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  • Writer's pictureLippy

Female DJs in Leeds: A Wave of Opportunity

A recent surge in Hyde Park and Leeds-based initiatives are broadening the horizon for Leeds women by encouraging participation in the DJ scene. Rosie Gilmour explores these for Lippy, via interviews and discussions surrounding the social obstacles women and folk face in the DJ scene.

In 2019, Billboard’s Top 100 DJs list consisted of: Just. Five. Women. Similarly, Salon Magazine reported just 6% of DJs in the top 150 clubs were female. To add insult to injury; Permission to Dance (an exciting new Leeds collective) stated that in 2016, just 12% of DJs were female. We can gather from these data that this means the top clubs and music publications under-represent female DJs by 50%.

I’m shocked but not surprised, but for many it’s just the former.

While I join the swathes of people gloating about Peggy Gou and other amazing female talent like DJ Mell G and Carlota, there’s no denying that peers more frequently talk about the amazing looks and artistic aesthetic of these women rather than their music itself. On the other hand, it’s evident male DJs aren’t held to as high a bar; great looks are not a requirement nor mentioned when present, and artists with sexual assault allegations continue to reign the dance scene. This is a result of the percolation of intrinsic misogyny that is rife in all instances where women become fresh ‘competition’ in a male-dominated scene.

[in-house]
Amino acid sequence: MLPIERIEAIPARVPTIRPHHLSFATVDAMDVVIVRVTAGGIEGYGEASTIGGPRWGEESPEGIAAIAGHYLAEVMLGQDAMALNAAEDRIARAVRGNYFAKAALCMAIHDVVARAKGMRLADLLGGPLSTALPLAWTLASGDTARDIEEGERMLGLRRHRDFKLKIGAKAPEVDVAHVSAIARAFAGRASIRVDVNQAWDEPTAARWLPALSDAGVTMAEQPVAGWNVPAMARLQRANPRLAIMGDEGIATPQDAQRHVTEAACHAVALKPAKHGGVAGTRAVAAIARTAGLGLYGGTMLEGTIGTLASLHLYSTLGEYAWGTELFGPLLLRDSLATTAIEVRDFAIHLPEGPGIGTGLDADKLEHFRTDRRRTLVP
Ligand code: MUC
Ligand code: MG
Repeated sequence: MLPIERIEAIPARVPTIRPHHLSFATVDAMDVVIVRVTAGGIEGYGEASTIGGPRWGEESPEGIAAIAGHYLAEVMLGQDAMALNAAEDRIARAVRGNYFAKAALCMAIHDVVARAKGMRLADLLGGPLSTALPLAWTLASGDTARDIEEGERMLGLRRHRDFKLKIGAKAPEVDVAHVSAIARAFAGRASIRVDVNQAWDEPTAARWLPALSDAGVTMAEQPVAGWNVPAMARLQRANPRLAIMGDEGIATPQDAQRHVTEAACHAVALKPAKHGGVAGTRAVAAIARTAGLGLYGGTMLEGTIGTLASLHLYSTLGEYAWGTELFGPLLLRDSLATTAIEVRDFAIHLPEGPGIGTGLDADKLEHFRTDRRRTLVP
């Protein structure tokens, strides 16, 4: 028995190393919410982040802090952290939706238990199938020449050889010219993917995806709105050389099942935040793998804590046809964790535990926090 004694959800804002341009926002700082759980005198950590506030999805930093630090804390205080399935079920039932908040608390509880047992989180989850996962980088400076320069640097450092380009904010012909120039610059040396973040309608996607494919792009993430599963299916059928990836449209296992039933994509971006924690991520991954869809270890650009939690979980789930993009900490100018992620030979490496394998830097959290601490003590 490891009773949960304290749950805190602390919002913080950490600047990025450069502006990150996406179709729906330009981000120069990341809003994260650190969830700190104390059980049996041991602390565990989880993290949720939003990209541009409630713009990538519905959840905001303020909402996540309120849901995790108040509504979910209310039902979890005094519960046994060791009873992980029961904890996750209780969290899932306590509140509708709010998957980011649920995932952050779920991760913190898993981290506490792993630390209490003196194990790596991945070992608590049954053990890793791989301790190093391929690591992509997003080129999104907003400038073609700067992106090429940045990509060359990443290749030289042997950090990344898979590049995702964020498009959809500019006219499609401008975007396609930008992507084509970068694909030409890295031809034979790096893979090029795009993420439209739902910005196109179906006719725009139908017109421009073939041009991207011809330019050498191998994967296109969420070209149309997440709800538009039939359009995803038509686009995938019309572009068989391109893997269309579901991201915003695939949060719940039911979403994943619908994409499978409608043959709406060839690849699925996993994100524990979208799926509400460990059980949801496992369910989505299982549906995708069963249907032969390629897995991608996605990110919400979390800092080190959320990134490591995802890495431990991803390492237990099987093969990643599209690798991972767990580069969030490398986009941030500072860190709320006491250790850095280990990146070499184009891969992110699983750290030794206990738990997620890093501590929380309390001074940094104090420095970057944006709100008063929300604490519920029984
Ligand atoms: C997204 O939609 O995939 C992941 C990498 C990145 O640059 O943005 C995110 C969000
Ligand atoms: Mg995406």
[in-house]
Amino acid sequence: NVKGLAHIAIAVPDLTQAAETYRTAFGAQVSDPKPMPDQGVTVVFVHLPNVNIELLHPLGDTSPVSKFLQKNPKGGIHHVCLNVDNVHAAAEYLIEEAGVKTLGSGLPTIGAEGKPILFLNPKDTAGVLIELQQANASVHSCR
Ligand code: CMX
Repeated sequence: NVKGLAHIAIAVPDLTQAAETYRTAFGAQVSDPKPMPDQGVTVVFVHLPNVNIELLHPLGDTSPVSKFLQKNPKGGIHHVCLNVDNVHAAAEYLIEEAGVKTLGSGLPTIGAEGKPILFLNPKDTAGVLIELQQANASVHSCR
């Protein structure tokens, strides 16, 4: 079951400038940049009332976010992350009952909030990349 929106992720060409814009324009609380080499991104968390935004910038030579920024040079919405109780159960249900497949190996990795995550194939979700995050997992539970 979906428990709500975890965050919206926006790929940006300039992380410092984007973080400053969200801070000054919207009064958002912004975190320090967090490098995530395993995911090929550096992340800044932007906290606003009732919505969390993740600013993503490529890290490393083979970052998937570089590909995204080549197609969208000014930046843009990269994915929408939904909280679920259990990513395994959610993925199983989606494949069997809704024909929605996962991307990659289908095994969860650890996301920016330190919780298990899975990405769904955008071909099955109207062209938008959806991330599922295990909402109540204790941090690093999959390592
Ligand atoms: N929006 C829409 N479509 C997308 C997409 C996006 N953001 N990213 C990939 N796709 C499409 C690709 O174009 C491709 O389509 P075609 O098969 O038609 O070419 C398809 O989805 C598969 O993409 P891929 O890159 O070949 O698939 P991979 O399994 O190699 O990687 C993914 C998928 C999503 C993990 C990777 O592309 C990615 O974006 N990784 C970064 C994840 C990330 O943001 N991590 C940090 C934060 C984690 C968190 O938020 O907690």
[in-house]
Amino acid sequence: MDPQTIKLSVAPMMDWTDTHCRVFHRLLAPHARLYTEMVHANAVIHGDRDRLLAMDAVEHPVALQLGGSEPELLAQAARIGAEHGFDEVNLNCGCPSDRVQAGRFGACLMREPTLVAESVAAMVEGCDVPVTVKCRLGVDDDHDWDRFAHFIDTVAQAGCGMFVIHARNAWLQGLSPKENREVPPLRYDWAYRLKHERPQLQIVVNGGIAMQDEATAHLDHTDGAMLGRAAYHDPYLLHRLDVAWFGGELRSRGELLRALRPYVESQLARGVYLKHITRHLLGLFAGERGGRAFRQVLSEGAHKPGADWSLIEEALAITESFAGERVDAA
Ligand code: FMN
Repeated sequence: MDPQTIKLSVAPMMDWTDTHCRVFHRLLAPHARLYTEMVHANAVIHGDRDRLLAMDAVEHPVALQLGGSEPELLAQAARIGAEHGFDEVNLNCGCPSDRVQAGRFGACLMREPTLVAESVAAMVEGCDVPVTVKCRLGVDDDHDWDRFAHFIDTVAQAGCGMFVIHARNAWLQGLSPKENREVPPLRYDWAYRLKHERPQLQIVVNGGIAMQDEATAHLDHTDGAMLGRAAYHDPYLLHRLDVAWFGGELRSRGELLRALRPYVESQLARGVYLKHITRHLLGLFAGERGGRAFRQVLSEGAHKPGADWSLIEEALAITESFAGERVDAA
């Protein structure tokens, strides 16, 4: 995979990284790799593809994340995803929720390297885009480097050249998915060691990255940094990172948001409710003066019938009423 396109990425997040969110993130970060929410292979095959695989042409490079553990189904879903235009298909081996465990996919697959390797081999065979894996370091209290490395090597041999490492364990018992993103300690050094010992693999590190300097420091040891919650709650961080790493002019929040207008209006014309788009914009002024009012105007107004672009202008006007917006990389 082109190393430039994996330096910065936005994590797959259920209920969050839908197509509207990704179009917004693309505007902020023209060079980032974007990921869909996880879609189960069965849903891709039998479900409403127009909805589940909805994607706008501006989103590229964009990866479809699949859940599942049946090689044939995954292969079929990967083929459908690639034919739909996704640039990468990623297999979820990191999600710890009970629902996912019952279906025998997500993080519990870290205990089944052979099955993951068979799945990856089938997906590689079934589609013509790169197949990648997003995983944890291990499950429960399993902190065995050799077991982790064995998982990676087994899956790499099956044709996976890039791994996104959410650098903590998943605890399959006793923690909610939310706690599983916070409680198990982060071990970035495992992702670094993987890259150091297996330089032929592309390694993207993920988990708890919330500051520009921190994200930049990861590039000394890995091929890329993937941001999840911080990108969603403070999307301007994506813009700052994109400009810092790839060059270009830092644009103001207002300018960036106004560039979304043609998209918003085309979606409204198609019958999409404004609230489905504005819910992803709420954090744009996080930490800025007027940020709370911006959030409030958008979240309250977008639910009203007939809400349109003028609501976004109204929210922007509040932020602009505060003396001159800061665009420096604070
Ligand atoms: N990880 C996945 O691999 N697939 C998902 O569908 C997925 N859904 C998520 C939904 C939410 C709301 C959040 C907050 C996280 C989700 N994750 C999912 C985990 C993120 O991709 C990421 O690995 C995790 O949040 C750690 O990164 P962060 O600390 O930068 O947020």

It’s never stopped me from entering this scene, but I would be lying if I said this fact hasn’t made me apprehensive. Of course, for the sake of common sense, I should say I am not aiming to disrespect any male DJs writing this. In fact, I am amazed and so grateful to the men in the Leeds DJ community for using their platform to actively encourage me, offer opportunities and share their talent. The problem isn’t necessarily individual males in this community, rather the air of exclusivity that surrounds it.

The social pattern of those learning to mix happens exponentially, in a domino-effect. For example, a woman (like me) comes to Leeds and wants to DJ, so she buys decks. It’s sociologically and culturally likely a bulk of her friends will also be women. Most DJs start out by being given the opportunity to get involved by friends, so this person teaches her friends. Therefore in short; the more women that DJ, the more women who will want to DJ, the more encouraging DJing will be to marginalised groups, and the more diverse and rich the Leeds music scene will be. Thankfully, we can tap into this pattern to encourage more women with relative ease.